They are now turning to advanced technology to achieve this, including automated diagnostic equipment, electronic patient records and remote client monitoring systems. Technology is revolutionising healthcare, making it more mobile, improving care outcomes for patients and lowering the cost of care.
Healthcare is a major cost in all developed countries. In the US, for example, healthcare spending is expected to reach 20% of GDP by 2015. Along with the benefits, many new techniques bring new costs and, in many countries, costs are also being pushed up by populations that are ageing and overweight. Healthcare organisations are looking for new and more efficient ways to manage care delivery in order to keep the costs to manageable levels. Technology has an important role to play in this, not just in reducing costs, but also in improving the quality of service provided.
Health Informatics, eHealth and mHealth are terms that are used to describe the use of electronic equipment including networked computers, mobile devices and the Internet to streamline the delivery of healthcare. New technology has enabled the introduction of electronic patient records, telemedicine and patient information systems that are now accessible via the Internet. All of these technologies are part of the managed care approach that has been introduced in the US in an attempt to control healthcare costs and make the system more sustainable. Juniper Research expects mHealth in the US to become a two billion dollar business by 2014.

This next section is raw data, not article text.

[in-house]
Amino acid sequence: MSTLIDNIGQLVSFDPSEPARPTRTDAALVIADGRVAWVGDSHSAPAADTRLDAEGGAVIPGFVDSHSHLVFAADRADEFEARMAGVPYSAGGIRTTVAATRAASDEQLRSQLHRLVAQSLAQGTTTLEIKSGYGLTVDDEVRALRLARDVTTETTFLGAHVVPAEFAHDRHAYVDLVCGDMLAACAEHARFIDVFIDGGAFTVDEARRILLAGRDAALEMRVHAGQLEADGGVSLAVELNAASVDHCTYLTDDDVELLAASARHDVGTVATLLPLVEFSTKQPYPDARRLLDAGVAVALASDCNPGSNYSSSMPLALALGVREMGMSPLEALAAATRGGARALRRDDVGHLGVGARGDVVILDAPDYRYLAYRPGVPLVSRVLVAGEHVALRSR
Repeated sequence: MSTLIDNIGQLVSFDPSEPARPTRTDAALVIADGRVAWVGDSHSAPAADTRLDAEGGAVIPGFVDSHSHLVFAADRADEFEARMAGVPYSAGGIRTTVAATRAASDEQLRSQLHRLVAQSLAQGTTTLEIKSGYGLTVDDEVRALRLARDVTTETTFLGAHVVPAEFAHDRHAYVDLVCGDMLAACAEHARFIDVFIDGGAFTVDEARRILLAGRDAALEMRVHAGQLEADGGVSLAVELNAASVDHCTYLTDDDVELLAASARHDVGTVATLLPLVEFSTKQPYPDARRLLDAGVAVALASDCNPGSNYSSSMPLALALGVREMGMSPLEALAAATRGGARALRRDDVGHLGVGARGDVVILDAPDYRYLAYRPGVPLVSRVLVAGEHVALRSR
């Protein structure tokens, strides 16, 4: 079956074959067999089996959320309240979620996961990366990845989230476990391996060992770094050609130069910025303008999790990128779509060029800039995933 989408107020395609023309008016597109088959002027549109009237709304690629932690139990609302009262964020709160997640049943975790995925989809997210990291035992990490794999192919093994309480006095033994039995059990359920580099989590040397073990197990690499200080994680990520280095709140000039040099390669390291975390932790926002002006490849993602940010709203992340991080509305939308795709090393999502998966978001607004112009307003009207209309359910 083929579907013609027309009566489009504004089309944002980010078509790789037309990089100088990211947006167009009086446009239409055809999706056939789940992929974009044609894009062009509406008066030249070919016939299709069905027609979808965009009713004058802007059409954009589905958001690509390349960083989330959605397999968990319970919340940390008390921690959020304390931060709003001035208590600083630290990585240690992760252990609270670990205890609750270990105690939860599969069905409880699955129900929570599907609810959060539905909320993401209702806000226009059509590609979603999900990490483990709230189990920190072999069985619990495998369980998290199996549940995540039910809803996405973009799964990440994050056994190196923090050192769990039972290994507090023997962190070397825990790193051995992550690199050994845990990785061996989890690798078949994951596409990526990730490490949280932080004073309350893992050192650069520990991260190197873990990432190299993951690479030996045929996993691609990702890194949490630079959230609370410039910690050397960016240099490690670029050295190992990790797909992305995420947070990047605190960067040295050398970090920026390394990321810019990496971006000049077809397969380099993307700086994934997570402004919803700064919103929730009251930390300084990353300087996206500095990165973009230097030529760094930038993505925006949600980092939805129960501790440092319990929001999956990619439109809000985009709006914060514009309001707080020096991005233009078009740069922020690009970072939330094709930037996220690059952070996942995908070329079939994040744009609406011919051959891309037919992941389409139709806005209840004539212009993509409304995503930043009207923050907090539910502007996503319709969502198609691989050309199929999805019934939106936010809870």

One of the strongest trends in healthcare today is the move towards delivering care remotely, using wireless technology and remote sensors to augment the skills of the care provider on the spot. This allows care to be delivered in the patient’s home, in an ambulance, or at a local clinic. However, the rate of adoption is still slow and wireless technologies have only just begun to penetrate the market.
M2M is one technology that can reduce costs in a wide range of care situations, by making it possible to automate remote monitoring, remote diagnosis and remote delivery of expertise. This can bring a new sense of empowerment to patients and vital real-time data to providers. The emerging use of M2M in healthcare is one of the most compelling examples of ‘smart business’. Its adoption is being driven by changing demographics, particularly the increase in elderly patients, and the availability of new technology and advances in medical treatment. Up until now, uptake has been slow due to resistance to change among healthcare organisations and clinicians, misaligned incentive structures, concerns about privacy and the availability of finance where there are many competing priorities for funding. However, new developments in the healthcare sector are likely to speed up the rate of adoption. These include funding agencies requiring safety monitoring boards to oversee clinical trials and provide more data, new requirements from insurance companies and greater clinical evidence which proves the cost effectiveness of mHealth.
M2M-enabled solutions will make healthcare more personal. They will be used, for example, to monitor a patient’s condition whether they are in a care facility or at home. M2M services will make it possible for a physician to make a remote diagnosis based on the transmission of vital signs or other clinical data from one device to another. Patients will also have devices they can use at home to monitor their own conditions or fitness regimes. M2M will be used by div> al sis byvicesse structur